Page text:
"The value of his stock trumps everything," says Carl Pope, head of the Sierra Club. "It's hard to imagine a more cynical attitude. But no doubt he genuinely sees it that way — his bottom line is the measure of the world."
CEO, Gephardt Group
The former House majority leader now uses his considerable political clout as a lobbyist for Peabody Energy, the world's largest private-sector coal company. Working behind the scenes on Capitol Hill, Gephardt has emerged as the most credible proponent of "clean coal" — an imaginary technology being touted by the industry as an alternative to limits on carbon pollution. ("Clean coal is like healthy cigarettes," says Al Gore. "It does not exist.") In July, Gephardt was the keynote speaker at the Clean Coal Technology Conference, an honor bestowed after he helped win $1 billion in stimulus funding for FutureGen, a "clean coal" boondoggle promoted by Peabody. That's a significant return on the $1.7 million that Peabody and the FutureGen Industrial Alliance have invested in Gephardt Group's services since 2007. His firm also lobbies for Ameren, the nation's fourth-dirtiest utility, as well as for the U.S. Chamber of Commerce. The head of Peabody's Washington office, Fred Palmer, marvels at the access the ex-congressman still enjoys on Capitol Hill: "I can meet with a lot of people, but I'm Fred Palmer. He's Dick Gephardt."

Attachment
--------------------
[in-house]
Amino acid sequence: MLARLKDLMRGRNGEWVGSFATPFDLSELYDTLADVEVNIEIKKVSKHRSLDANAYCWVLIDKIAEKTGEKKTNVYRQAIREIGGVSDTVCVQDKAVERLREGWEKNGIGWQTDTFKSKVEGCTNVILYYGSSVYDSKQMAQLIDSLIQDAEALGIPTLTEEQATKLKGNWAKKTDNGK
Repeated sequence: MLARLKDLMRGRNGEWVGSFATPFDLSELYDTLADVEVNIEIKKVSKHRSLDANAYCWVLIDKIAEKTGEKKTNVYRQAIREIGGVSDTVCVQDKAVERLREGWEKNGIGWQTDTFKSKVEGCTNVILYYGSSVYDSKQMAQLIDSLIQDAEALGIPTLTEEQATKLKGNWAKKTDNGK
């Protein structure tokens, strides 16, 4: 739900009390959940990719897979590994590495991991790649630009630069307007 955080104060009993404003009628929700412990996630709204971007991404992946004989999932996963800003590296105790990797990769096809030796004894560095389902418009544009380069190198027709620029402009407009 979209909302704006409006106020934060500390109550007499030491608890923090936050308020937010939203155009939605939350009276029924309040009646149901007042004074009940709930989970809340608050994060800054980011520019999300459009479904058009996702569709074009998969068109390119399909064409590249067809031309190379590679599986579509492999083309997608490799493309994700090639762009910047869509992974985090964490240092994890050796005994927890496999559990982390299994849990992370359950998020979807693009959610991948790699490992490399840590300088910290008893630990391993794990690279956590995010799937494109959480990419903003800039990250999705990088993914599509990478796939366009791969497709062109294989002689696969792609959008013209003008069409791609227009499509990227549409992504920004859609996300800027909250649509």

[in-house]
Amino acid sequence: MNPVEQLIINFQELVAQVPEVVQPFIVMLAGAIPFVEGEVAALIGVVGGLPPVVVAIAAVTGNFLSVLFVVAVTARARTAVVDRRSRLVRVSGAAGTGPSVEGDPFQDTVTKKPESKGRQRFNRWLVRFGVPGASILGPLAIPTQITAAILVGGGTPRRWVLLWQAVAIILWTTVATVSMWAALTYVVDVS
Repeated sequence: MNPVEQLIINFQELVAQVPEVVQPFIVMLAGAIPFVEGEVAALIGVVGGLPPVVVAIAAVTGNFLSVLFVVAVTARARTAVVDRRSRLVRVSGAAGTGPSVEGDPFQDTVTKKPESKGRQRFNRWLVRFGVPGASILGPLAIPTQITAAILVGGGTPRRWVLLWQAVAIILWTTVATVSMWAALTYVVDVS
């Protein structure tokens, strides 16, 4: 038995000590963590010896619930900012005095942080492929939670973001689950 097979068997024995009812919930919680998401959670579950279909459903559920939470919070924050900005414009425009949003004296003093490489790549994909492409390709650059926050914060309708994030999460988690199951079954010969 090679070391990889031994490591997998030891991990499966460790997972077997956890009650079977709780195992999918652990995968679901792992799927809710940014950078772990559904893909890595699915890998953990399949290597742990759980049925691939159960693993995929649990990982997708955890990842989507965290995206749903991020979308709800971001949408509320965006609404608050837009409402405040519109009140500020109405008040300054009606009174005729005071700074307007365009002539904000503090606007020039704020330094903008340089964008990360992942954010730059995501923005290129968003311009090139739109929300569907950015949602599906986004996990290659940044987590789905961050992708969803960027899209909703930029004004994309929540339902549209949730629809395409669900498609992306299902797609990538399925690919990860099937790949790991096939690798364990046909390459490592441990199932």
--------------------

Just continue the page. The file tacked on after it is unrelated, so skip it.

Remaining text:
Leveraging his status as the nation's most recognizable pundit, Will has become a one-man front for corporate-funded "science" that denies the existence of global warming. From his institutional perches at the Washington Post, Newsweek and ABC's This Week, Will preaches about the "indoctrination" of Americans by "environmental Cassandras" in the "media-entertainment-environmental complex" over a climate threat that is "hypothetical" and only "allegedly occurring." To buttress such wild-eyed denial, Will cherry-picks data points — or simply makes them up, as when he claimed in a recent column that "there has been no recorded global warming for more than a decade" and that "global sea-ice levels now equal those of 1979." Both assertions are flat-out wrong: Eleven of the warmest years on record have occurred in the past 13 years, and researchers have recorded a decrease in global sea ice bigger than Texas and California combined.